An experimental mini-SPG useful for both AA and TD duties, designed by the Royal Army Ordnance Administration and intended for company-level support for armored formations. One prototype built and tested as a feasibility study in 1942. The designation is fictional – it was never given a name.
Designed as a cooperation between AB Landsverk and AB Bofors in the late 1940’s and early 1950’s in response to a Swedish army request for a very light infantry support SPG. 36 delivered to the army starting in 1952. Was soon upgraded and upgunned and then renamed the ikv 102, and in that form it remained in service until the mid-1970’s.
An infantry support SPG (think StuG) based on the Czech TNH light tank chassis, designed at the Royal Army Ordnance Administration in cooperation with AB Scania-Vabis in Södertälje, Sweden between 1942 and 1944. A total of 36 were delivered to the Swedish army between 1944 and 1947. They remained in service until 1973.
An improved version of the ikv 72. 81 delivered to the Swedish army starting in 1956. Like the ikv 102’s, they remained in service until the mid-1970’s.
Ikv 65 alt II
Designed at AB Landsverk in Landskrona, Sweden in the late 1960’s as a response to a Swedish army request for proposals for a new infantry support light SPG. There were many alternative designs from several different companies – this was Landsverk’s most detailed one and the one they favored. A very detailed scale model was built, but since a competitor’s design was chosen instead, the design otherwise remained on paper.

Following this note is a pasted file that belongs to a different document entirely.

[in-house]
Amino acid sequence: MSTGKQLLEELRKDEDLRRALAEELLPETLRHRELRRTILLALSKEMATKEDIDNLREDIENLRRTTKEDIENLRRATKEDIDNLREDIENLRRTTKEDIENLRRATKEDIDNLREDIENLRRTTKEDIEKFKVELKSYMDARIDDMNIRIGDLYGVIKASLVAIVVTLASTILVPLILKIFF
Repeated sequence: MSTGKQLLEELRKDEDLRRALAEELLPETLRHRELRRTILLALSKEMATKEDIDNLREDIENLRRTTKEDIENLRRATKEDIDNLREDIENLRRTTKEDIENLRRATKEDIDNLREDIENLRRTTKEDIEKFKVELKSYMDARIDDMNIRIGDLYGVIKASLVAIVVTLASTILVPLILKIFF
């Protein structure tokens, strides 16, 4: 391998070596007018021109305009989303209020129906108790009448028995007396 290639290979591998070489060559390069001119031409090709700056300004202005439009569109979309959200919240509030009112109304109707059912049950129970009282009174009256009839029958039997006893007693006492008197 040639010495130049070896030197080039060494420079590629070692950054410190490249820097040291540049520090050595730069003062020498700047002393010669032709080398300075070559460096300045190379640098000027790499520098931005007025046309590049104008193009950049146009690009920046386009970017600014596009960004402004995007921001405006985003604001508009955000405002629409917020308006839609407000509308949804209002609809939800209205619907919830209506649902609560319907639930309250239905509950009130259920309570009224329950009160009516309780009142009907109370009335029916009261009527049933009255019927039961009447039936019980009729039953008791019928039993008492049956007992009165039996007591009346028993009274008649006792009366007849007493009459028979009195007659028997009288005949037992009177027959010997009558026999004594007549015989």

Ikv 90 typ B
Designed at AB Bofors in Karlskoga, Sweden in the late 1960’s as another response to the request mentioned above. Just like in the Landsverk case, the design remained on paper since AB Hägglund & söner’s design was chosen instead.
Designed at the Defence Materiel Administration in cooperation with AB Hägglund & söner and AB Bofors in the early 1970’s as an experiment with a lighter, cheaper strv 103. Two prototypes were built and tested.
Designed at the Royal Army Administration in cooperation with AB Bofors in the late 1950’s and early 1960’s, initially as a feasibility study, but then as response to a Swedish army demand for a new tank. The 103-0 represents the “zero-series” of about a dozen prototypes built in the mid-60’s. Was not in any way a TD or a defensive tank.
The “real” production version of the strv 103-0. The original version, strv 103A, only lasted for three years and 70 tanks – all 70 were immediately upgraded to 103B standard almost as soon as they got off the production line. A total of 290 strv 103’s were delivered to the Swedish army between 1967 and 1971. They remained in service until the mid-1990’s.
So, to sum it up: out of ten lights/mediums/heavies, a total of five were in service in the Swedish army, two were prototypes and three remained on paper or as a mockup. Out of nine TD’s, four were in service, three were prototypes and two remained on paper. Other than the strv fm/21, which was a German design, and Sav m/43, which was based on a Czech chassis, all were designed and developed in Sweden.
RG: Thanks to Renhanxue and sp15. 🙂